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Sidestepping wireless LAN money pits

Enterprise wireless LANs aren't just for early adopters anymore, but that doesn't mean they aren't expensive. One Gartner analyst says IT professionals need to consider a range of hidden costs before deploying a wireless network.

In this era of tight budgets, many companies are willing to experiment with wireless local area networks because they are inexpensive. Wireless access points are particularly affordable, selling for a little more than $100 on average, and many laptops come with 802.11b cards already installed. But that can be just a tiny portion of the overall cost. IT professionals need to consider a range of hidden costs before deploying their wireless networks, said Phillip Redman, a research director with Gartner Inc., the Stamford, Conn. research firm. Here Redman shines some light on the bills that may be lurking in the shadows of your network. Many companies deploy wireless LANs because they are so inexpensive, but are they really that cheap?
Phillip Redman: There are a lot of different elements to consider with technology in the enterprise: hardware, software and service costs are just a few. There are also administration costs [and] potential end users' costs. Even if a technology is free, there will still be operational costs for implementing the system and supporting the users. Wireless LAN access points may not be as expensive as servers, but there is still going to be an impact on the budget. What are some of the costs that businesses may not foresee?
Redman: There are four main elements. The infrastructure is a reliable up-front cost. There is the cost of implementation, ongoing costs for user support, adding new applications, operating systems and driver updates. With wireless LANs, we see a lot of self-support, where users change their own configurations if they cannot connect or assist other people in the office.

Costs also vary depending on the use of the network. Some businesses only use the wireless LAN as an addition to the wired network; others use it as their primary means of connection. If the network is for part-time use, support costs will be lower. If it is the main network, you will have to do more work for adding, changing and deleting users. The cost of downtime also increases if it is the primary network, and the network will need to be monitored more for congestion and interference. What do IT departments need to do to manage devices on a wireless LAN?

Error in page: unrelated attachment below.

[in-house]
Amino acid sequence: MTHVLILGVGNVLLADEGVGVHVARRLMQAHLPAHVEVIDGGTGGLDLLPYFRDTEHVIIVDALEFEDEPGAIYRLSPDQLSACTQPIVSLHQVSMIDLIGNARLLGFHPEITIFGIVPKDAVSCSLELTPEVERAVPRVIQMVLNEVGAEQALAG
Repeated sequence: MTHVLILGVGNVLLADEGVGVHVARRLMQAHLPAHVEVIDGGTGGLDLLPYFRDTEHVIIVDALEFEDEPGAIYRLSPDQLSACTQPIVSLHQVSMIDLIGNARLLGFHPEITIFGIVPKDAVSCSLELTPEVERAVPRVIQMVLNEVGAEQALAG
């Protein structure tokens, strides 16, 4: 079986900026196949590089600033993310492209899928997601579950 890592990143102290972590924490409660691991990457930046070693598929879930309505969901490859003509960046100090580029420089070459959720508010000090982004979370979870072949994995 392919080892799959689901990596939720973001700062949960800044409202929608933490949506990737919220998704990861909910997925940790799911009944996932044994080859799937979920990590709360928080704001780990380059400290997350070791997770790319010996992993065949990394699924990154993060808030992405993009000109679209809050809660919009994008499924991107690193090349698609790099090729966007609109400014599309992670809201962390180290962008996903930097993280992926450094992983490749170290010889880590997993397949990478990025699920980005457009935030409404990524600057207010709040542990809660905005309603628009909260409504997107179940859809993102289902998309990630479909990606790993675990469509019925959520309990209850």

Redman: There is the initial implementation with whatever device you are using. You may have to add a modem or a PC card. Today, many laptops have PC cards integrated in them, which reduces costs. The battery life tends to be better -- as is the reception -- and you won't have to worry about drivers. If the PC card is not embedded, you will have to add drivers. Windows 2000 and XP have the drivers built in, but if you are using Windows 95 or Windows 98, this can be a real headache. How about on the network side?
Redman: On the network side, you have network administration issues to consider. If you have spaces where a lot of people are using the network at once, like a conference room or a classroom, you may need to look at load balancing. In some cases, you may have problems with roaming, as users move from one wireless LAN to another, particularly if the systems use different vendors. You will also need to look at security and authentication. We are starting to see a new wave of management software and wireless LAN switching that puts dumb access points on the network attached to switches that can be managed. Companies such as ReefEdge Inc. and Bluesocket Inc. have products that manage access points. How can companies better calculate total cost of ownership for wireless LANs?
Redman: IT departments need to look beyond capital costs. [New] staffing or training existing staff is important. You need to make sure that the technology is well understood and that there is support. Implementation costs need to be considered, as well as the impact on the network. You have to look for the hidden costs, not just write the check for the hardware. What kinds of problems can companies run into if they deploy without understanding the full TCO?
Redman: Budgets are already stretched to the limit. You are adding additional technology, and that will impact the budget. It makes sense to prepare for it beforehand; that way you can get the most out of the technology, rather than just putting it out there and then playing catch-up.


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